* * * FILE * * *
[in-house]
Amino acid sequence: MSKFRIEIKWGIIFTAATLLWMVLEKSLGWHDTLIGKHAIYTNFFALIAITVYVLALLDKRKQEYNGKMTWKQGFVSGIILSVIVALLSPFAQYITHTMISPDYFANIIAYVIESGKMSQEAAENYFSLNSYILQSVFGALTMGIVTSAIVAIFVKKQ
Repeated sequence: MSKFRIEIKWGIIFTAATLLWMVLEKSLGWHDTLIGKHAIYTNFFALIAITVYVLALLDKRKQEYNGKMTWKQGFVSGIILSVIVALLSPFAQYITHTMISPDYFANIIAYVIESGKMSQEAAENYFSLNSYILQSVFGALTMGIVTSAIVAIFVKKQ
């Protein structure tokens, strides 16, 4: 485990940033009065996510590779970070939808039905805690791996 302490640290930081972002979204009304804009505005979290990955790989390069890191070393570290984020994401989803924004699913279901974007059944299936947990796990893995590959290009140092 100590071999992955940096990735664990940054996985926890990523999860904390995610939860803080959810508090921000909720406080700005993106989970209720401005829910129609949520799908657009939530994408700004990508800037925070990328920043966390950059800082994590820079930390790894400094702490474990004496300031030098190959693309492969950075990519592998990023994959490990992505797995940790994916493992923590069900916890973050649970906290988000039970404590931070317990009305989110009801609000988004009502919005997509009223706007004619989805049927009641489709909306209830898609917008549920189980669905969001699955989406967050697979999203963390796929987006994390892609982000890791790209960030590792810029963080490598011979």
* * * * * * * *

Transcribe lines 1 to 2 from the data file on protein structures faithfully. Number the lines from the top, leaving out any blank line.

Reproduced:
[in-house]
Amino acid sequence: MSKFRIEIKWGIIFTAATLLWMVLEKSLGWHDTLIGKHAIYTNFFALIAITVYVLALLDKRKQEYNGKMTWKQGFVSGIILSVIVALLSPFAQYITHTMISPDYFANIIAYVIESGKMSQEAAENYFSLNSYILQSVFGALTMGIVTSAIVAIFVKKQ